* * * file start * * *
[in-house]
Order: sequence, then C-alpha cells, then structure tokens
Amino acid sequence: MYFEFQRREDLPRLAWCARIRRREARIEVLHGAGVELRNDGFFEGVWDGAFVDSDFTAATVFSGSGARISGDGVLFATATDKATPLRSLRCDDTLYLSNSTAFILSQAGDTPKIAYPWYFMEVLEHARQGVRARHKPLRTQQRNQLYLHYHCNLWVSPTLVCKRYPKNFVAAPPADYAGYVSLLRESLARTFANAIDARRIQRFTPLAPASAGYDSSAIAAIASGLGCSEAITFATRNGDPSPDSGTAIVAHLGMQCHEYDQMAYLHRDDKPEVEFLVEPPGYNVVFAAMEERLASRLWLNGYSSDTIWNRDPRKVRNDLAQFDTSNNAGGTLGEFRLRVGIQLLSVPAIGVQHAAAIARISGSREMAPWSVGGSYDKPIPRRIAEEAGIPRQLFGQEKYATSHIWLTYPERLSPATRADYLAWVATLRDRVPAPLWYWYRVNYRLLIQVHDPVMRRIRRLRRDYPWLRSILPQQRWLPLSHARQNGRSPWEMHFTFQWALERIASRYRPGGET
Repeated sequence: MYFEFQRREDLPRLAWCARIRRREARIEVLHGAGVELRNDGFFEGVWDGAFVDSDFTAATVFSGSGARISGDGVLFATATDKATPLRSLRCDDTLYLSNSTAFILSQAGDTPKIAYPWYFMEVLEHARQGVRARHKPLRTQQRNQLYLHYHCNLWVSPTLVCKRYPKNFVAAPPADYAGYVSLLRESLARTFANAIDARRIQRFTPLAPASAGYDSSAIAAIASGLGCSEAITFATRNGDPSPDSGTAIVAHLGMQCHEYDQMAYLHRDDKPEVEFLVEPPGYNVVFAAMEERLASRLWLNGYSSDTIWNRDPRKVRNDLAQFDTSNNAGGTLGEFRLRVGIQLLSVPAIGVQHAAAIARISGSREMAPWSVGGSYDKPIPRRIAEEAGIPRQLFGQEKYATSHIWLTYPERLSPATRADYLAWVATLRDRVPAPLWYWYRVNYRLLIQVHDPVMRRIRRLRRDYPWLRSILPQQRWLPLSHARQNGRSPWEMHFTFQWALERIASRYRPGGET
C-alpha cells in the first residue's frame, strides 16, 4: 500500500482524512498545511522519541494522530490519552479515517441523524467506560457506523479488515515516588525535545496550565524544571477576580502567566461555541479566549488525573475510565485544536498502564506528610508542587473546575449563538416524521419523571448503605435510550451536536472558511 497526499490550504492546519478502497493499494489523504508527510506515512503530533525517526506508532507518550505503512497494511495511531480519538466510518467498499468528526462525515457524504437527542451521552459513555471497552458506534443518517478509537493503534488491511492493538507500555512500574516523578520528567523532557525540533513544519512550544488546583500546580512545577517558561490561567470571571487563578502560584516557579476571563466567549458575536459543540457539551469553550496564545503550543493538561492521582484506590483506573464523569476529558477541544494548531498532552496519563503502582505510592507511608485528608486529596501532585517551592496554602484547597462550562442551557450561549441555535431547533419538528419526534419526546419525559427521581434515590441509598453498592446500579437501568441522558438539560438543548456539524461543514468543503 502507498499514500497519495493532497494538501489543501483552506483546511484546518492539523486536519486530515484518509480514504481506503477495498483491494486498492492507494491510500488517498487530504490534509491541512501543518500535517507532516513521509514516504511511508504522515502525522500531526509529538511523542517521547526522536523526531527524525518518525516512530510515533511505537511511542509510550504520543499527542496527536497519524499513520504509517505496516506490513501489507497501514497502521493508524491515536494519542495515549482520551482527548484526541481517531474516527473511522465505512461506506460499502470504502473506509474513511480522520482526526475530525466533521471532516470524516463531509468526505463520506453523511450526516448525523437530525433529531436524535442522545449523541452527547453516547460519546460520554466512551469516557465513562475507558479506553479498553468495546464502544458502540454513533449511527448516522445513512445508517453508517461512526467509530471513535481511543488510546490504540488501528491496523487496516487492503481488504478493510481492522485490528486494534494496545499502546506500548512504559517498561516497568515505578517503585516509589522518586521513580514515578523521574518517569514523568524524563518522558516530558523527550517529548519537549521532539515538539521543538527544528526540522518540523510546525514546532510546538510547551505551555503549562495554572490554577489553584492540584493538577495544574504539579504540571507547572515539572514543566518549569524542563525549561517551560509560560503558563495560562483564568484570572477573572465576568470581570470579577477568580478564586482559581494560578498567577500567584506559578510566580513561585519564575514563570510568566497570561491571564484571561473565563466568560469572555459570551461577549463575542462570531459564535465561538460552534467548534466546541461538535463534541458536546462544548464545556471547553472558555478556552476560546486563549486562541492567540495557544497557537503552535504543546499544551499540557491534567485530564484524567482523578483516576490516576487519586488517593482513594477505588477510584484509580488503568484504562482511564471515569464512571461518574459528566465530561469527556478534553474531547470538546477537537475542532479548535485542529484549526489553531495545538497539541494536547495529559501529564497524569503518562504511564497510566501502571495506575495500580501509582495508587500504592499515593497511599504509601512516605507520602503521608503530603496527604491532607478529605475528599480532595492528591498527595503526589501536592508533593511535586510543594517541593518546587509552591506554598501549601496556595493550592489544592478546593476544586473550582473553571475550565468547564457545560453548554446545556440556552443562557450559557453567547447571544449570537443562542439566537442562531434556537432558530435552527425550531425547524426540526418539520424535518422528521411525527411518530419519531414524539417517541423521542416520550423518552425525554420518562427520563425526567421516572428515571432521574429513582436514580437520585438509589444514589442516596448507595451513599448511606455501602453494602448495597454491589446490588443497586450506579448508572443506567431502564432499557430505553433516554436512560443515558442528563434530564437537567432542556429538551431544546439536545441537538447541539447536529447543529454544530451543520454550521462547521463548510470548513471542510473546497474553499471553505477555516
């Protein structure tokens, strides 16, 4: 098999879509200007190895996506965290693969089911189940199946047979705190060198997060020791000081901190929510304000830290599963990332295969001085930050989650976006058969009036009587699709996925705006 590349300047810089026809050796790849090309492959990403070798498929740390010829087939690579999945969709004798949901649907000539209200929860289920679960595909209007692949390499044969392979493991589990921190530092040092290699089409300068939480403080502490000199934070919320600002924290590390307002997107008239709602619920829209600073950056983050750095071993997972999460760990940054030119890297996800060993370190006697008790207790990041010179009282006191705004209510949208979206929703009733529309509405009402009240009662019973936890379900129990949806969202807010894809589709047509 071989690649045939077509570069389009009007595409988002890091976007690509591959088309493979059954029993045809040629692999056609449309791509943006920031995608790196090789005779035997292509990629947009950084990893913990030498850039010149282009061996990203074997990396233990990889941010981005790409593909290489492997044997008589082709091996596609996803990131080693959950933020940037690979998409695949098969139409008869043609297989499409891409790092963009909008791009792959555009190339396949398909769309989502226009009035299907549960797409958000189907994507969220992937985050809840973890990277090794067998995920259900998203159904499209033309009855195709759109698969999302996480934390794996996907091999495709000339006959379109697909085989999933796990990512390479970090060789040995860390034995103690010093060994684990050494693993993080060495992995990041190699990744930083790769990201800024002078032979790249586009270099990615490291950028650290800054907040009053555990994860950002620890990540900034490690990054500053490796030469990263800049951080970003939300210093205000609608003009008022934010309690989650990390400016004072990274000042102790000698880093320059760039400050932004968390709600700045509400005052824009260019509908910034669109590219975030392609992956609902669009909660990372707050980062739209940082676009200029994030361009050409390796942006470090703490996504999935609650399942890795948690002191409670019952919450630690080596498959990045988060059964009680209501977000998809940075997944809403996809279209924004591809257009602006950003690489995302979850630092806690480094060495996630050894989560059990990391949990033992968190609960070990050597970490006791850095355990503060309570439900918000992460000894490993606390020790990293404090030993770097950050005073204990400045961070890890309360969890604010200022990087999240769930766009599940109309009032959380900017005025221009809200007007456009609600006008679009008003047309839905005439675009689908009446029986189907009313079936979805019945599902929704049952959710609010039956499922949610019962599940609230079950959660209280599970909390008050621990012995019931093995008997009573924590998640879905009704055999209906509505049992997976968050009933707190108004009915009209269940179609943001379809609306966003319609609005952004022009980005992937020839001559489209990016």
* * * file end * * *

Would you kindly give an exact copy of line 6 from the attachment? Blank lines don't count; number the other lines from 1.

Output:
């Protein structure tokens, strides 16, 4: 098999879509200007190895996506965290693969089911189940199946047979705190060198997060020791000081901190929510304000830290599963990332295969001085930050989650976006058969009036009587699709996925705006 590349300047810089026809050796790849090309492959990403070798498929740390010829087939690579999945969709004798949901649907000539209200929860289920679960595909209007692949390499044969392979493991589990921190530092040092290699089409300068939480403080502490000199934070919320600002924290590390307002997107008239709602619920829209600073950056983050750095071993997972999460760990940054030119890297996800060993370190006697008790207790990041010179009282006191705004209510949208979206929703009733529309509405009402009240009662019973936890379900129990949806969202807010894809589709047509 071989690649045939077509570069389009009007595409988002890091976007690509591959088309493979059954029993045809040629692999056609449309791509943006920031995608790196090789005779035997292509990629947009950084990893913990030498850039010149282009061996990203074997990396233990990889941010981005790409593909290489492997044997008589082709091996596609996803990131080693959950933020940037690979998409695949098969139409008869043609297989499409891409790092963009909008791009792959555009190339396949398909769309989502226009009035299907549960797409958000189907994507969220992937985050809840973890990277090794067998995920259900998203159904499209033309009855195709759109698969999302996480934390794996996907091999495709000339006959379109697909085989999933796990990512390479970090060789040995860390034995103690010093060994684990050494693993993080060495992995990041190699990744930083790769990201800024002078032979790249586009270099990615490291950028650290800054907040009053555990994860950002620890990540900034490690990054500053490796030469990263800049951080970003939300210093205000609608003009008022934010309690989650990390400016004072990274000042102790000698880093320059760039400050932004968390709600700045509400005052824009260019509908910034669109590219975030392609992956609902669009909660990372707050980062739209940082676009200029994030361009050409390796942006470090703490996504999935609650399942890795948690002191409670019952919450630690080596498959990045988060059964009680209501977000998809940075997944809403996809279209924004591809257009602006950003690489995302979850630092806690480094060495996630050894989560059990990391949990033992968190609960070990050597970490006791850095355990503060309570439900918000992460000894490993606390020790990293404090030993770097950050005073204990400045961070890890309360969890604010200022990087999240769930766009599940109309009032959380900017005025221009809200007007456009609600006008679009008003047309839905005439675009689908009446029986189907009313079936979805019945599902929704049952959710609010039956499922949610019962599940609230079950959660209280599970909390008050621990012995019931093995008997009573924590998640879905009704055999209906509505049992997976968050009933707190108004009915009209269940179609943001379809609306966003319609609005952004022009980005992937020839001559489209990016």